NCPA - National Center for Policy Analysis

The Dangers Of Internet Voting

March 21, 2001

Internet voting might be more convenient and mobile than currently used voting technology, but there are complex security and reliability obstacles that for now impede the Internet's use in public elections, says a report commissioned by the National Science Foundation. It says trials should proceed but remote voting from home or the workplace will not be a viable alternative in the near future.

Internet voting systems fall into three categories:

  • Poll site voting (in which traditional election locations are augmented with Internet technology),
  • Kiosk voting (in which Internet terminals would be placed for convenience at non-traditional sites such as malls),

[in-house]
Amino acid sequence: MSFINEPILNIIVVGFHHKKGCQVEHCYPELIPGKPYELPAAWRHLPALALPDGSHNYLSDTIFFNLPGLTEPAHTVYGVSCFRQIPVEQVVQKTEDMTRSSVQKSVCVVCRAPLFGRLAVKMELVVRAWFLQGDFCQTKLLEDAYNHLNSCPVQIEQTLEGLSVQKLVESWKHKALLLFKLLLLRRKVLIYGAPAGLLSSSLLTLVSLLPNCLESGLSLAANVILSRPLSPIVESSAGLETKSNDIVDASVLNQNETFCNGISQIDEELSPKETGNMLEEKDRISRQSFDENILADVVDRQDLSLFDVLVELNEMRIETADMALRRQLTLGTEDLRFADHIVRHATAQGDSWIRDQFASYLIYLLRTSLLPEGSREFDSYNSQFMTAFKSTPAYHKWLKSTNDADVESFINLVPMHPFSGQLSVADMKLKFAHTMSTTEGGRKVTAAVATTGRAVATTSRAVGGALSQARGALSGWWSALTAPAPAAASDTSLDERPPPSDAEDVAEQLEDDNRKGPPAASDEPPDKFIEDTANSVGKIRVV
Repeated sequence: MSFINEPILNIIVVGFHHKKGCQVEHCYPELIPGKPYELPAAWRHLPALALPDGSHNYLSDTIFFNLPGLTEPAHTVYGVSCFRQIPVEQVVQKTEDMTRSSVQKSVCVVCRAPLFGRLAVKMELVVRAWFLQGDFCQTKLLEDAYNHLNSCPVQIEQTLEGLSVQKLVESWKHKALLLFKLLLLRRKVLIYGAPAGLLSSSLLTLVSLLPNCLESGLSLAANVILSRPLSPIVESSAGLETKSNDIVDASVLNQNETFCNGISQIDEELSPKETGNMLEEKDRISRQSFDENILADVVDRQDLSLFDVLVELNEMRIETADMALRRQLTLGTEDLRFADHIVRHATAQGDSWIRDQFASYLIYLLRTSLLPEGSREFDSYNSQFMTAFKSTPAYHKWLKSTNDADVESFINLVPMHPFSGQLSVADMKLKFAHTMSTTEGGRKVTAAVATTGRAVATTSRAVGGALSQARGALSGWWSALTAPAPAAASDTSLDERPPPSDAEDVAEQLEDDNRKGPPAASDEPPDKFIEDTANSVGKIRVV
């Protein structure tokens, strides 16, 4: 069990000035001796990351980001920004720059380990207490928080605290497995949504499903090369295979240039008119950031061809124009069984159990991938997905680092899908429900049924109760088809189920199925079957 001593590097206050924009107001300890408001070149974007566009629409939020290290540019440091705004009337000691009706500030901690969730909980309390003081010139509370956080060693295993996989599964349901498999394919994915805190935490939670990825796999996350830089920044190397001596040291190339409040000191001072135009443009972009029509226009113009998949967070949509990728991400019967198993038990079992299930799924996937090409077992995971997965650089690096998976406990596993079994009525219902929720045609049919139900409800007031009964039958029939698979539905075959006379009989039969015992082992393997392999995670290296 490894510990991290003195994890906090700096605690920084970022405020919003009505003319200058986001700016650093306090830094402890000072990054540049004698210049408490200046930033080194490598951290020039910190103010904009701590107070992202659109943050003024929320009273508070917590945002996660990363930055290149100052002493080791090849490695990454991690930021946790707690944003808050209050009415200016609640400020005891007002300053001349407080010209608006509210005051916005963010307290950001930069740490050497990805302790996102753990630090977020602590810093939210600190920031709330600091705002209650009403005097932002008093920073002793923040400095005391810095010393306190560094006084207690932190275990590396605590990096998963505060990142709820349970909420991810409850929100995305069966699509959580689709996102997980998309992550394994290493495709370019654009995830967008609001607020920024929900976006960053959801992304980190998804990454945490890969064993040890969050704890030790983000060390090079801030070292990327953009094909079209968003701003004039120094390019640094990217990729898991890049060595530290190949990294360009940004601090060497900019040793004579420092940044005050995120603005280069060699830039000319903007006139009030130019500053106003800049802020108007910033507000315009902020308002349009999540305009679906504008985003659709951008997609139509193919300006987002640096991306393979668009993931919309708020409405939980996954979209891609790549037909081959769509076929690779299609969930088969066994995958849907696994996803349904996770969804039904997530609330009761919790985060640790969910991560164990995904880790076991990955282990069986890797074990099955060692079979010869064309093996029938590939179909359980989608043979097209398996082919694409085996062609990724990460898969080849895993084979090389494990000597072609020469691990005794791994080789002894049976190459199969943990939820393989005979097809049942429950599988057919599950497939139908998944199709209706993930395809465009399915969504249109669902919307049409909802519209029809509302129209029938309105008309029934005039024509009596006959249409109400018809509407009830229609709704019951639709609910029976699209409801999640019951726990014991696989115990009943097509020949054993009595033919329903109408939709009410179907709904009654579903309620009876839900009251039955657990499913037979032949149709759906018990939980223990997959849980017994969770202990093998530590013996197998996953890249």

• Remote voting (in which citizens could vote from virtually any Internet terminal, including at home or work).

Regarding the feasibility of these options, the report says poll site Internet voting systems could be responsibly deployed within the next several election cycles. But authenticating a voter's identity and preventing on-site coercion of voters are issues related to kiosk voting that still need to be resolved.

Remote Internet voting systems pose significant risk and should not be used in public elections until substantial technical and social science issues are addressed, says the report. And Internet-based voter registration poses significant risk to the integrity of the voting process, and should not be implemented for the foreseeable future.

Source: "Report of the National Workshop on Internet Voting: Issues and Research Agenda," March 2001, Internet Policy Institute.


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